I got my right wisdom tooth extracted today. I was lying on the dentist’s chair while the dentist and her assistant operated on me with dangerous-looking tools, and I was trying to distract myself by thinking all kinds of thoughts.
Following one such train of thought, I decided to write about my experience.

It might have been the effect of the anesthesia, but I went into a deeply retrospective state as I lay on the chair. Talking of anesthesia, that’s where the procedure started. The dentist told me to remove my spectacles first, and the world was all kinds of blurry after that. She told me to open my mouth and was trying to inject the anesthesia into my gum. I was having a lot of trouble keeping my tongue out of the way, as the thought of a needle entering my gum was not a very pleasant one, especially for me who gets anxious during medical procedures.

After some maneuvering, she was able to finally inject the medicine and told me to wait for 5 mins until the anesthetic starts to kick in. The anesthesia’s effect was really funny. Slowly, I stopped feeling the right side of my mouth and face and the effect was only getting stronger. Apparently, this was still not strong enough, and I needed another injection. I was anxious again, but thankfully, due to some effect of the anesthesia, I did not even feel the needle go in this time.

After a minute or so, the procedure finally started. The dentist shouted at her assistant to get various kinds of instruments and medical terms which I could only half comprehend.

Interestingly enough, the Dentists’ child was in the same room as us, and she was telling him words to write in his notebook as she was moving around various instruments in my mouth. I was a little bit worried about this, but she was probably used to this arrangement as she was not getting distracted while doing so.

My mouth was completely numb at this point, and she had started to cut and pull with various devices on the insides of my mouth. I was getting anxious, so I decided to stare at random objects in the room. Since I did not have my glasses, I could not even see the clock on the opposite wall properly so I resorted to thinking about my life instead.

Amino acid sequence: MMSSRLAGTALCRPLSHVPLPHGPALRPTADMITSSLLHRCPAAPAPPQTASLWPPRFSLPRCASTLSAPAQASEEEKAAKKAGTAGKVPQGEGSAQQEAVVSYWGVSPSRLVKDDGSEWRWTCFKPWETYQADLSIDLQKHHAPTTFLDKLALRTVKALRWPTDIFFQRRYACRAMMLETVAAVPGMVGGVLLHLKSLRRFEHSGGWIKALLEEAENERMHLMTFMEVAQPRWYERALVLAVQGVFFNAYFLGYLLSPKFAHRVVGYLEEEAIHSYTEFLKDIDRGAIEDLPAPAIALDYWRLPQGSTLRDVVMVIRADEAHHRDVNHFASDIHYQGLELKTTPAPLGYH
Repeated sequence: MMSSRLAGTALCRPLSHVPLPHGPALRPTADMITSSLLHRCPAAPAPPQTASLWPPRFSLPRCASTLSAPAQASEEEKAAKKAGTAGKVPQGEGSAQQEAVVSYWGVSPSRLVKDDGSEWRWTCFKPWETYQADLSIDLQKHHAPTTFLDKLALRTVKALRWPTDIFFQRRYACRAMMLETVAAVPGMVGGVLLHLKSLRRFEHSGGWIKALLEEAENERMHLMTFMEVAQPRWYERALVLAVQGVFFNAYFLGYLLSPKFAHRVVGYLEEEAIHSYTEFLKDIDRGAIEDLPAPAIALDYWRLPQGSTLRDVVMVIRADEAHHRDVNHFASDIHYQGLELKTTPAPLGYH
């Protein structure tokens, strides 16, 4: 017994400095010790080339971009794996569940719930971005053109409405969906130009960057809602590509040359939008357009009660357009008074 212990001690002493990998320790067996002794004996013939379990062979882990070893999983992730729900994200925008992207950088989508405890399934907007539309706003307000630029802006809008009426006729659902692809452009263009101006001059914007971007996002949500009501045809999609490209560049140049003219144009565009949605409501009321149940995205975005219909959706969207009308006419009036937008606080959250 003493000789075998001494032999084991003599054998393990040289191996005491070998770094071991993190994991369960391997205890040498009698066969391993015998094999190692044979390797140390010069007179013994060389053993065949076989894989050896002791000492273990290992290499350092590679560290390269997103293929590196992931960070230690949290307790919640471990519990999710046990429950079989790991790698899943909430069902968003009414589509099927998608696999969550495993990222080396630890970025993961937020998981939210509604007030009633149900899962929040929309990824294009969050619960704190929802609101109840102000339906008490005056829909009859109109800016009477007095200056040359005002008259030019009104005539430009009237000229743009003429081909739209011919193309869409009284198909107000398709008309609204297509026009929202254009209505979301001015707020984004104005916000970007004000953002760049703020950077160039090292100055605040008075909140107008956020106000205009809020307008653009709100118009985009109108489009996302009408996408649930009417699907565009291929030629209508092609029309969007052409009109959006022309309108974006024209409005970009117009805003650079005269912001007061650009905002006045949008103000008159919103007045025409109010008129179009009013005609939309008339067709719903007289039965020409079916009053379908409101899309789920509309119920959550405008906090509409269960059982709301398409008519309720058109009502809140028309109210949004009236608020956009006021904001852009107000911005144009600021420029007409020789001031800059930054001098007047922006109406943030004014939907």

I’ve always found medical institutions and procedures to be very gloomy and anxiety-inducing. To me, that particular moment was a symbol of my decaying body. I’ll probably go through some more similar procedures on other parts of my body over the years, but having the dentist and her assistant all over my face was definitely not a very comfortable experience.

Anyways, as I said, the Dentist was clawing away at my mouth and as the blood poured out, her assistant was sucking out the blood using a suction device. The device was tickly, and he moved around the device a lot, but I resisted the urge to cough and move my mouth. After some time, the Dentist changed the instrument she was using and resorted to using a device to pull my tooth out. She was really using a lot of force, but my tooth must have been deeply embedded in my jaw. Whenever she took the device out of my mouth, I thought, maybe this is finally over, only to realize that her instrument had slipped and my tooth was not budging from its place.

She instructed another one of her assistants to get a larger device instead and it seemed to work. As she gave one hard tug at my tooth, it finally came out, and she and I both breathed a sign of relief.

I thought it was finally over, but when she asked for a suture, I realized that there are going to be stitches and my anxiety peaked again. She was at it again, and all I could see was a thread that went inside my mouth. A lot more blood must have been coming out because her assistant was using his suction machine a lot more. I did not have a lot of sensation left in my mouth at that time, so I was failing to follow her instructions on keeping my tongue out of the way, as I was not even sure I had a tongue at that moment. Thankfully, her assistant used another device to keep my tongue away and she was able to complete the procedure. Apparently, I have to go back again after 10 days to get the stitches removed as well. I guess my misery shall continue for a while.

I am back home now and have only consumed dal and ice cream, as I wait for the sensation in my mouth to return. I am not able to speak properly at the moment, but I am enjoying having to explain various things to my family only on the basis of various hand movements and throaty sounds.